Deviance – Any violation of a widely held norm.
Crime – An act that has been declared illegal by some authority.
Deviance, like beauty, is in the eyes of the beholder. There is nothing inherently deviant in any human act, something is deviant only because some people have been successful in labeling it so. (J. L Simmons) The definition of the situation implies that if you define a situation as real, it is real only in its consequences. What is deviance? Technically deviance is any violation of a widely held norm. In practice, however, most deviance is ignored, mildly punished, regarded as amusing or even supported. It is one thing to mug a person and quite another to wear cutoff blue jeans to a formal banquet. (Curry, Jiobu and Shwirian, pg. 110). Like judgments about culture, judgment about deviance and crime are relative. What was deviant at one time might be non-deviant now and what is a crime in one place might be legal somewhere else.
Wearing animal furs was normal for both men and women in the 1950’s but would be considered by some less appropriate today. (Curry, Jiobu, and Shwirian, pg. 111). Deviance is one of the most intriguing topics in sociology, partly because it is easier to understand why people conform than why they deviate. Another reason it’s so interesting is because it not only applies to something as severe as murder. It can actually shape our culture. For instance, the drug culture of the 1970’s produced tie-dyed shirts and rock and roll music that insulted the establishment. Today, these items seem almost quaint. (Curry, Jiobu, and Shwirian, pg. 119) In conclusion, I believe that deviance is in the eye of the beholder. It is only considered wrong to wear cutoffs to a banquet because hundreds of years of tradition has dictated that isn’t considered formal. Johnny Cash believed that though they were incarcerated, the inmates he put on a free concert for were still people who deserved a little joy, despite any crimes they may have committed.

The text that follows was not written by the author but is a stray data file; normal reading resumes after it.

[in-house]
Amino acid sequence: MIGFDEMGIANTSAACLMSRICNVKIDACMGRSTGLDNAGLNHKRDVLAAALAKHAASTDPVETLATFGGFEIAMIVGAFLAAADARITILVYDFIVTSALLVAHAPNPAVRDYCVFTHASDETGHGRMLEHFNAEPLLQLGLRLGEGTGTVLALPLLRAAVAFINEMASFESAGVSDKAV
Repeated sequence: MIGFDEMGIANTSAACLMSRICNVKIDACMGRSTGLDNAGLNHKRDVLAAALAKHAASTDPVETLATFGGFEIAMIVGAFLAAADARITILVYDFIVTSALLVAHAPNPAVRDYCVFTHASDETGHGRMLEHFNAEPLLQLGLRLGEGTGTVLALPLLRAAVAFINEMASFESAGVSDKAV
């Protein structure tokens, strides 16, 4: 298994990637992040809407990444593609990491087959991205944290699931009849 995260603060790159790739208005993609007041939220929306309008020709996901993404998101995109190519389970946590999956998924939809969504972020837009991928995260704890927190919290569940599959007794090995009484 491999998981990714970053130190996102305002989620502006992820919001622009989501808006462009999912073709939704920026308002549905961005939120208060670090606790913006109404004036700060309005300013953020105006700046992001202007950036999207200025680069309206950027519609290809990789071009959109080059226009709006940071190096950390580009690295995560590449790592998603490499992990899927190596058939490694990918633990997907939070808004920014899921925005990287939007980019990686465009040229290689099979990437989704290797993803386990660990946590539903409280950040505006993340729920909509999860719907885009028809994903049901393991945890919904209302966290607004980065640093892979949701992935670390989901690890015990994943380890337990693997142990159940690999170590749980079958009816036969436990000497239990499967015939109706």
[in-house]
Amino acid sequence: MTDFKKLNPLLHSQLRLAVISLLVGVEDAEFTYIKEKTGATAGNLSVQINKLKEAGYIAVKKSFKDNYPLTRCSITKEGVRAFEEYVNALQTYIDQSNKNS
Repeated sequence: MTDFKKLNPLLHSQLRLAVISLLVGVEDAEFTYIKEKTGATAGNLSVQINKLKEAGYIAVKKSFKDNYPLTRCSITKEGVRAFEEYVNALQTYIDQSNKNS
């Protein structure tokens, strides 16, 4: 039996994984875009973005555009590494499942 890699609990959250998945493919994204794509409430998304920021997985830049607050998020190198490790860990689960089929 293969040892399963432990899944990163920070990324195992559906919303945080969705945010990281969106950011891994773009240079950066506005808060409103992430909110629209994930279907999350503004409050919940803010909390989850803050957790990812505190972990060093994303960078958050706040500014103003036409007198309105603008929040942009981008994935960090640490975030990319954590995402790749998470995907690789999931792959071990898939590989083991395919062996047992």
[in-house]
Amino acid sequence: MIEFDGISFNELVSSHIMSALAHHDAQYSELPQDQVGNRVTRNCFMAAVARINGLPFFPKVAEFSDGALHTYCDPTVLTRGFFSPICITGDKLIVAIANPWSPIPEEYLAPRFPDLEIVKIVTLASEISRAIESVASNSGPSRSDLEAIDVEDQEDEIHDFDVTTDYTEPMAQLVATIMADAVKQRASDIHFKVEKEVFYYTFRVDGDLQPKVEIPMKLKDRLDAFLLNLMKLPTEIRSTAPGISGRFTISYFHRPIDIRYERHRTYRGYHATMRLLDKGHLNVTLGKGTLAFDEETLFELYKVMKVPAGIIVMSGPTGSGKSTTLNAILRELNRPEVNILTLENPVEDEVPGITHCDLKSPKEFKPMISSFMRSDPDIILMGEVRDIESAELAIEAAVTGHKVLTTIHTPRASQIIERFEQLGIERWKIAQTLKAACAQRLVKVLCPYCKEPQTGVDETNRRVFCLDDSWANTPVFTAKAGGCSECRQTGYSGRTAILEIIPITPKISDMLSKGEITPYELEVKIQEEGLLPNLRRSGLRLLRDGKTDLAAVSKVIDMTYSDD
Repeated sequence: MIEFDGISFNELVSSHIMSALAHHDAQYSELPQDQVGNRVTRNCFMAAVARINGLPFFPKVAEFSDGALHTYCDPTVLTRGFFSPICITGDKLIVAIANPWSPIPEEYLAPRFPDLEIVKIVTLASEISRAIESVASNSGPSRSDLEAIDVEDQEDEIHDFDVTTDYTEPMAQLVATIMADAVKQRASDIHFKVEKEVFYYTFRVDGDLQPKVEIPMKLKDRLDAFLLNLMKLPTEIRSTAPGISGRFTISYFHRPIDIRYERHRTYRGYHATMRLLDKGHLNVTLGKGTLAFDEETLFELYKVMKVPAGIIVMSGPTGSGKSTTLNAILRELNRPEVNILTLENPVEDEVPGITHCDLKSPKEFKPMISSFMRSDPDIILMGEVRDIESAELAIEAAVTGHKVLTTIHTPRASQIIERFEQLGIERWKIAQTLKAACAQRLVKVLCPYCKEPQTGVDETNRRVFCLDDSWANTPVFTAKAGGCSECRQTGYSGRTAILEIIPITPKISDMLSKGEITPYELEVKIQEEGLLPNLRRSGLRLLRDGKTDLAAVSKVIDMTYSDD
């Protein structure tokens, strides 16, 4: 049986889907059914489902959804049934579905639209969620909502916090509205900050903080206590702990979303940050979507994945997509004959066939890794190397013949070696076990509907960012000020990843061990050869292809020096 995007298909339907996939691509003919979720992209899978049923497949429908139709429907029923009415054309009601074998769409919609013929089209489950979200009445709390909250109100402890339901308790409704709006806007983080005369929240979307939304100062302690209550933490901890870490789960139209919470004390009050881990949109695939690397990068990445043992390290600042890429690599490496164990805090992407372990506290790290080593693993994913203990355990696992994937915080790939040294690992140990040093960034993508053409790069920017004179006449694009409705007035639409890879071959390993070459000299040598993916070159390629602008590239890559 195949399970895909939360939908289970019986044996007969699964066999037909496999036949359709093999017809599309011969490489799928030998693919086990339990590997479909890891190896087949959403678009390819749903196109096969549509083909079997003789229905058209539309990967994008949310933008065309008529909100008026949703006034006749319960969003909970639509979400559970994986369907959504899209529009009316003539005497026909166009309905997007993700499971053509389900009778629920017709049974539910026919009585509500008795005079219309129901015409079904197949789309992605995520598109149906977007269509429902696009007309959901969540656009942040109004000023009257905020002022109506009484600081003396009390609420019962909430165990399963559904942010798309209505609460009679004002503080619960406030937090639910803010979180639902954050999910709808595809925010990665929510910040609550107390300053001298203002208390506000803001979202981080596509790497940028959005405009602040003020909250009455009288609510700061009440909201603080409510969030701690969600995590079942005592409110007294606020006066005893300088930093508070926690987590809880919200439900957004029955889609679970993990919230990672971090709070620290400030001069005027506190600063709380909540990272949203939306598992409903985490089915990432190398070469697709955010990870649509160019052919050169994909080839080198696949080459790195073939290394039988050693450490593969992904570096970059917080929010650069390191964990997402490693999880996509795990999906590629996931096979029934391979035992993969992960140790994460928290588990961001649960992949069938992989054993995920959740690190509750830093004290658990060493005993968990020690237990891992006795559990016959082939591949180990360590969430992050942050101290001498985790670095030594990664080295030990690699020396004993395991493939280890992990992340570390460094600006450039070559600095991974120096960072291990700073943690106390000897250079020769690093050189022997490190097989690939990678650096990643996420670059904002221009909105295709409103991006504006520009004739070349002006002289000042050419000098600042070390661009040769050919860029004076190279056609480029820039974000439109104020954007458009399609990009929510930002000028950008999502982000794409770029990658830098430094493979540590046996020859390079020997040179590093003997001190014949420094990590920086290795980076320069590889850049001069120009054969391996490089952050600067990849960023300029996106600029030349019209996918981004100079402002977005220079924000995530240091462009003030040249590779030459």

Though it is beneficial to have some norms and standards within society, we must remember that it takes many different kinds of people to make up a society, thusly, one set of standards may work for one family but may be detrimental to another. Curry, T. Jiobu, R. Schwirian, K. 2012. Sociology: for the twenty-first century. Pearson Education Inc., Prentice Hall, Boston MA. J.L. Simmons, Social Problems 13 (Fall 1965).